Consider the following scenario: You have a bag with a number lock. The number lock comprises four wheels, each with ten digits ranging from 0 to 9. The lock can be opened if four precise digits are put in a specific order with no repeat. You've somehow forgotten this particular numerical sequence. Only the first digit, 7, is remembered. How many 3-digit sequences will you have to e x amine to open the lock? To solve this question, begin by making a list of all conceivable combinations of the 9 remaining digits, three at a time. However, this procedure will be tiresome because the number of alternative sequences is likely to be huge. **Permutations and combinations formulas** are important for you to understand such concepts.

We'll learn some fundamental counting procedures in this chapter that will allow us to solve this issue without listing 3-digit groupings. Similar methods can be used to determine the number of distinct ways to arrange and pick things without listing them. As a first step, we'll look at a principle that's critical to understanding these strategies. NCERT Solutions for Class 11 Maths Chapter 7 Permutations and Combinations is important to understand as it will help in grasping some basic concepts. You can refer to NCERT Solutions for Class 11 Maths Chapter 7 Permutations and Combinations to get multiple ways of solving a problem.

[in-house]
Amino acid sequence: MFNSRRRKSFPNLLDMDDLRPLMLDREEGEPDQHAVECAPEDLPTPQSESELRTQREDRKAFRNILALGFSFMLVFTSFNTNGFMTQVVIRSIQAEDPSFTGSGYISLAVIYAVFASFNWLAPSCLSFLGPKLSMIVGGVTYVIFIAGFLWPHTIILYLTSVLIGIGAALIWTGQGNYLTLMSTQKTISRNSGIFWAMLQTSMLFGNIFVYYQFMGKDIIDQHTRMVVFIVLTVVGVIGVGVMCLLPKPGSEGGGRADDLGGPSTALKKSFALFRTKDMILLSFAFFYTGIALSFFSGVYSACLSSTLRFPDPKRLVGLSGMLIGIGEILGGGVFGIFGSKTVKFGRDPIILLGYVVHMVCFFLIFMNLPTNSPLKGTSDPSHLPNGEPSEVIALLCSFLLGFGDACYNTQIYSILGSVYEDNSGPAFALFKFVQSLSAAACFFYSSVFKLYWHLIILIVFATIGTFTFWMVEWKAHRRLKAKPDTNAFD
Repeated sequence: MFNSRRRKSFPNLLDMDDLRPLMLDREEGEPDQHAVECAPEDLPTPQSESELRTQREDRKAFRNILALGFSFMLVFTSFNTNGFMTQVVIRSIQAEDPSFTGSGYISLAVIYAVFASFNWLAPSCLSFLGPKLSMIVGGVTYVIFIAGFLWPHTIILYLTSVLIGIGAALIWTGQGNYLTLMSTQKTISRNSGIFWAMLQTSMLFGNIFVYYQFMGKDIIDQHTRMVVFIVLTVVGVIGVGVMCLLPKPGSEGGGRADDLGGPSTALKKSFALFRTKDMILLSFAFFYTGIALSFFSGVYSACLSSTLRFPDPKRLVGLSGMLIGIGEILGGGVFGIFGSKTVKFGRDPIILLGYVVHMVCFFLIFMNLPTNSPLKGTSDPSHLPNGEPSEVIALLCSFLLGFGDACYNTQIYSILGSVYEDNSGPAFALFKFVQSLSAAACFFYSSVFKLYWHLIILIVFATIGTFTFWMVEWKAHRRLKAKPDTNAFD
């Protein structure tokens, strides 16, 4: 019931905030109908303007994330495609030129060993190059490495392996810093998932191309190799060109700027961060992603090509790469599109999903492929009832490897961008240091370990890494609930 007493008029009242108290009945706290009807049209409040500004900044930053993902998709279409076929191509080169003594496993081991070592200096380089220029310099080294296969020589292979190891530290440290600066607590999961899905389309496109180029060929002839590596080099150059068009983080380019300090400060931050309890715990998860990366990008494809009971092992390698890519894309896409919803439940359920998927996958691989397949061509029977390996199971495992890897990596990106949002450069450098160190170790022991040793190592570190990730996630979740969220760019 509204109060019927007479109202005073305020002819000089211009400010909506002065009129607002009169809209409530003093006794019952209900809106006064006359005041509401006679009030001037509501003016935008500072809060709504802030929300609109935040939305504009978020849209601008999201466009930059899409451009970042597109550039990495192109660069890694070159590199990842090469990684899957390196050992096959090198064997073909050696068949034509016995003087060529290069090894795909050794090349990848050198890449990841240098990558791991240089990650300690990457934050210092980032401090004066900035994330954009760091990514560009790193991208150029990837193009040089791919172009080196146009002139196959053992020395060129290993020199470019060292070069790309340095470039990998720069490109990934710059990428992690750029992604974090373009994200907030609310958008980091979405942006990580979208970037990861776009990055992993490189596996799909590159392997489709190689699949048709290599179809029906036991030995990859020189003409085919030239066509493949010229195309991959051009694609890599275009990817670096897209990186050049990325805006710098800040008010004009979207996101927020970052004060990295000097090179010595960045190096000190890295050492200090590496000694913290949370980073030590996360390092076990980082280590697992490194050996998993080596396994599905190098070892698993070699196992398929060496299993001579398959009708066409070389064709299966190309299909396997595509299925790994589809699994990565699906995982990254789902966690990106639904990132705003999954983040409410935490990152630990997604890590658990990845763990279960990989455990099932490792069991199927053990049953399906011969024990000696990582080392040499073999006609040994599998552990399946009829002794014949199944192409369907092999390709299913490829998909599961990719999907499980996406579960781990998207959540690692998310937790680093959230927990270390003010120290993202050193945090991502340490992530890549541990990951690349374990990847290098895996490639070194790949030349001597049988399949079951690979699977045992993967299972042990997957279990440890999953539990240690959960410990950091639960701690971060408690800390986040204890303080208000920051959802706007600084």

1. Introduction

2. Fundamental Principle of Counting

3. Permutations

3.1. Permutations when all the objects are distinct

3.2. Factorial notation

3.3 Derivation of the formula nPr

3.4. Permutations when all the objects are not distinct

4. Combinations

- Sets and Functions
- Algebra
- Coordinate Geometry
- Calculus
- Statistics and Probability
- Probability
- Statistics
- Mathematical Reasoning
- Limits and Derivatives
- Introduction to Three Dimensional Geometry
- Conic Sections
- Straight Lines
- Sequences and Series
- Binomial Theorem
- Linear Inequalities
- Complex Numbers and Quadratic Equations
- Principle of Mathematical Induction
- Trigonometric Functions
- Relations and Functions
- Sets